(Note: This is the fifth in a series of posts about the first meeting of three online friends.)
At least one of you has looked at kids in those crawl tubes at fast-food restaurants and thought, “I wish they had that for adults.” On my recent trip to St. Louis, a unique place granted that wish and more.
I don’t know that a long, drawn-out narrative would do this place justice, so I’m going to let the pictures tell most of the story. Warning: veritable photographic blowout ahead.
After the Brewfest, I carefully executed a series of controlled turns and one u-turn in the Mini Cooper to get us to the City Museum. At first glance, that doesn’t sound like a very exciting place for three guys to spend their afternoon, especially when two of them are inebriated. The thing is, although it technically holds enough historically significant facts and artifacts to be called a museum, it doesn’t fit that moniker at all.
Although the rain shut down MonstroCity, when we pulled into the City Museum parking lot I could tell that we were in for something unique. A fire truck, an airplane, and a school bus were perched high in the air, connected by tunnels of rebar. A sculpture and a playground in one, at its base was a huge ball pit big enough for adults.
Once we paid our admission, we didn’t stop for about three hours. We squeezed through tunnels with walls and without, dead trees, and in places we weren’t sure we were supposed to be.
The three-story Monster slide was our first taste of the excitement awaiting us. Looking for an even bigger thrill than the slide alone provided, Moksha later grabbed some paper towels from the restroom and used them as a sort of mat. The former standard, he said, was for the Museum to provide a treatment of Pledge for decreasing friction. The potential for severe injury was too high, they decided, and the employee we approached steadfastly towed the company line.
Moksha, who had been there many times before, often scrambled to a tunnel’s exit point to wait as Simon and I inched and grunted our way toward him. More often, though, he was there with us, making his way head first instead of feet first, or on his back instead of his belly. That freedom and the fact that many tunnels change ensure that the City Museum is never the same experience twice.
During a particularly long and somewhat painful trek over rebars spaced nearly a foot apart, I made my way in front of Simon. About 10 minutes in, after a snaky scramble between two pipes, I wasn’t sure we were in an area intended for patrons. “Is there a way out?” Simon called.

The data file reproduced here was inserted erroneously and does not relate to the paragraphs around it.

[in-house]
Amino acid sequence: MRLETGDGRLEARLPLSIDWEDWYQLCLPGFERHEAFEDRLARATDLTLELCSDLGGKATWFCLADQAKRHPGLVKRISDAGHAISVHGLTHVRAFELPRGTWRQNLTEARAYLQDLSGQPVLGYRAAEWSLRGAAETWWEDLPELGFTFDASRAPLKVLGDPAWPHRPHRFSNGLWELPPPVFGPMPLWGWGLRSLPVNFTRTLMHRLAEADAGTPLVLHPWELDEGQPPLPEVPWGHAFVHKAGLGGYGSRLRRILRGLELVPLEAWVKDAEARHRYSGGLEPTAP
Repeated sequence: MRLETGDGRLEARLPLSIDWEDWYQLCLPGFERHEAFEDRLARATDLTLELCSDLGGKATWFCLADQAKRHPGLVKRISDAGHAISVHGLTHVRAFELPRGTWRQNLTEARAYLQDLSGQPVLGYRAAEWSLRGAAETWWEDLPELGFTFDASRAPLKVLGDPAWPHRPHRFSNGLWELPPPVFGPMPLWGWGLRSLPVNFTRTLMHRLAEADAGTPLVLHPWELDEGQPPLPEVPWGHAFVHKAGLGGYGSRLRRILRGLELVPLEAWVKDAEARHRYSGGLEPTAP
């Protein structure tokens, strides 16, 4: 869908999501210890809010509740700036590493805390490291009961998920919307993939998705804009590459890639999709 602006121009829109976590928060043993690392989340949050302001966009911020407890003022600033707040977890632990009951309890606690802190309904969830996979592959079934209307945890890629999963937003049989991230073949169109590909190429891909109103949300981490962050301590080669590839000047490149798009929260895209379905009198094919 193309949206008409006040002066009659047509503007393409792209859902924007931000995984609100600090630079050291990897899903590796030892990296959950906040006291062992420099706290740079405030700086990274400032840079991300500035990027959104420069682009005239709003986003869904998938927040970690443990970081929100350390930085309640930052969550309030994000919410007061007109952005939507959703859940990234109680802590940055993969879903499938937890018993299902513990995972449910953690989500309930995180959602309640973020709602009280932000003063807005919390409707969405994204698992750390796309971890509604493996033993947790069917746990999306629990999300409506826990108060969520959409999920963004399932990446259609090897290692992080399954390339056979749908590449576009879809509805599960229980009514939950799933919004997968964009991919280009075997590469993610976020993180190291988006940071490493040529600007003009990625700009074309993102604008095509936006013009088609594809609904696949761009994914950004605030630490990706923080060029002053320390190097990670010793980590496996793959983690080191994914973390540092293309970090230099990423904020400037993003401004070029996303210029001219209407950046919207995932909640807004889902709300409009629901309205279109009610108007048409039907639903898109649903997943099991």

“I hope,” I said, by then proceeding head first and flat on my back to preserve my kneecaps.
Something slapped the concrete walkway below me. It was a familiar sound.
“I think my wallet just fell out of my pocket,” I said.
I turned my head and looked between the rebars to see my new open-face wallet lying there on the concrete, my debit receipts of the past week splayed out beside it.
Nobody stood directly below, but I heard voices coming our way. I stuck my arm down through a gap and waved my hand. “Hey, over here!”
“What? Who is that?” a female’s voice replied.
“Can you see me?” I waved my hand again.
“Oh my God! There’s somebody up there!”
“Can you please come over here? My wallet fell out and it’s right there.” I pointed.
Three girls came around the bend and one went straight for my wallet. She bent down and collected up all the receipts and clipped them into the wallet’s magnetic money clip as she extended her arm above her head. I reached down to grab the wallet from her outstretched hand.
A few minutes later, after the relieving discovery that the tunnel had an exit point, I waited for Simon to make the last squeeze between pipe and ceiling. That way provided maybe an inch more clearance than the space between the rebar and the pipe.
“I’m glad they were honest, because if they had taken off with that, there’s no way I could get down from here fast enough to catch them,” I said.
Simon emphatically agreed. Then he turned around because he couldn’t quite make it through the last tight space.
The City Museum’s just that kind of place; you have to go there before you truly have any idea.
A word to anyone planning a visit: if you have a chest larger than about 40″ and a waist bigger than about 32″, there are many places in the City Museum you simply will not fit. Height shouldn’t be a factor if you’re fairly good at contorting yourself into a pretzel. The sculptures and the industrial elements the artist has incorporated make it worth a trip even if you don’t plan to make like a tunnel rat.
The place is filled with highlights. Some favorites were: rebar corkscrew tunnels suspended high above a water fountain; a three-story stainless steel slide; a skateboarding area featuring quarter-pipes and bowls (and tunnels underneath); the enchanted caverns (starts underground and goes 135 feet up into an industrial space featuring a pipe organ and vintage pipes).
If you have a kid hidden inside you somewhere, the City Museum will find it.
The City Museum